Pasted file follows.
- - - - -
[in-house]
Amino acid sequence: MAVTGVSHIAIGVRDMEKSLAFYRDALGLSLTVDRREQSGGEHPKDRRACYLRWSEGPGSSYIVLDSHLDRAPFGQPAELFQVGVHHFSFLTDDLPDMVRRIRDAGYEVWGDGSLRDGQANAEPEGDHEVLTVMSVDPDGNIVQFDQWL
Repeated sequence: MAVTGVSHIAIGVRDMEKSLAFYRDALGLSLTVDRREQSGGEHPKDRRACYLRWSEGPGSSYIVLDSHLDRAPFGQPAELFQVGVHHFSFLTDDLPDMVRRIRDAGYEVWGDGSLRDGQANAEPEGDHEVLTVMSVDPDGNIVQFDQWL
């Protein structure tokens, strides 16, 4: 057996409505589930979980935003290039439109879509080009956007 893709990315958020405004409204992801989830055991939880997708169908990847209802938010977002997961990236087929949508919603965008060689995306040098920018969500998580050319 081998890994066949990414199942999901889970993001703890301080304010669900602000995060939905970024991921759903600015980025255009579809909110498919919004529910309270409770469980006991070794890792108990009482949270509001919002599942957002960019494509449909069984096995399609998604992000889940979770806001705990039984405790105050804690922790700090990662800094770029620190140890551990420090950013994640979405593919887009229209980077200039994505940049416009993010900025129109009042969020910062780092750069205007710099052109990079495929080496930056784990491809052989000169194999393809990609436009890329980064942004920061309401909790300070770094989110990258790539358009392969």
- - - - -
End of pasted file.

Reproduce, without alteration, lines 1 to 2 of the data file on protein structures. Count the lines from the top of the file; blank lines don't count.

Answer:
[in-house]
Amino acid sequence: MAVTGVSHIAIGVRDMEKSLAFYRDALGLSLTVDRREQSGGEHPKDRRACYLRWSEGPGSSYIVLDSHLDRAPFGQPAELFQVGVHHFSFLTDDLPDMVRRIRDAGYEVWGDGSLRDGQANAEPEGDHEVLTVMSVDPDGNIVQFDQWL